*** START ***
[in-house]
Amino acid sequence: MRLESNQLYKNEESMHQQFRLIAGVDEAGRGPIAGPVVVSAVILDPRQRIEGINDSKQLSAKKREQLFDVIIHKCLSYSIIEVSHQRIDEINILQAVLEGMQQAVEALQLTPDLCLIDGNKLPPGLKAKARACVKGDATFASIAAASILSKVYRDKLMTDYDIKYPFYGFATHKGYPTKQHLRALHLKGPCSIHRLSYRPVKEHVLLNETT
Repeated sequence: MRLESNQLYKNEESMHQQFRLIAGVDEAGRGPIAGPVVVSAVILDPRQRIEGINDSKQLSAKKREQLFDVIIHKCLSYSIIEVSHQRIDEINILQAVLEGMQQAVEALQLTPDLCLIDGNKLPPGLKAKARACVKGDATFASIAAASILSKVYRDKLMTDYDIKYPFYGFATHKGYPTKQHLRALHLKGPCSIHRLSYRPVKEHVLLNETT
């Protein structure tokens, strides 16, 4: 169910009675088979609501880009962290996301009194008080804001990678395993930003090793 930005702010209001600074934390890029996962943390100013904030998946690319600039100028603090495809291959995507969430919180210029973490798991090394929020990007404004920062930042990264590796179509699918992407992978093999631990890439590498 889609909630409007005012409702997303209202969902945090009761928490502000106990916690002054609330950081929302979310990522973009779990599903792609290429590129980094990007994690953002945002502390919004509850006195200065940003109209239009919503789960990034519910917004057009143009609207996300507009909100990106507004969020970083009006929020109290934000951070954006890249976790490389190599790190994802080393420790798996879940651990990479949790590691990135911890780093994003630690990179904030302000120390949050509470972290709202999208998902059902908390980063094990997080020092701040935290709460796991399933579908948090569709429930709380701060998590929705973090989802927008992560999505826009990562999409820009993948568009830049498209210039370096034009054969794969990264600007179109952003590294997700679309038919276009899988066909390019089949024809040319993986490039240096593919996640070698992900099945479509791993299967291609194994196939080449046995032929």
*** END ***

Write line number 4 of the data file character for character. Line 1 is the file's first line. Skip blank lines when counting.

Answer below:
């Protein structure tokens, strides 16, 4: 169910009675088979609501880009962290996301009194008080804001990678395993930003090793 930005702010209001600074934390890029996962943390100013904030998946690319600039100028603090495809291959995507969430919180210029973490798991090394929020990007404004920062930042990264590796179509699918992407992978093999631990890439590498 889609909630409007005012409702997303209202969902945090009761928490502000106990916690002054609330950081929302979310990522973009779990599903792609290429590129980094990007994690953002945002502390919004509850006195200065940003109209239009919503789960990034519910917004057009143009609207996300507009909100990106507004969020970083009006929020109290934000951070954006890249976790490389190599790190994802080393420790798996879940651990990479949790590691990135911890780093994003630690990179904030302000120390949050509470972290709202999208998902059902908390980063094990997080020092701040935290709460796991399933579908948090569709429930709380701060998590929705973090989802927008992560999505826009990562999409820009993948568009830049498209210039370096034009054969794969990264600007179109952003590294997700679309038919276009899988066909390019089949024809040319993986490039240096593919996640070698992900099945479509791993299967291609194994196939080449046995032929």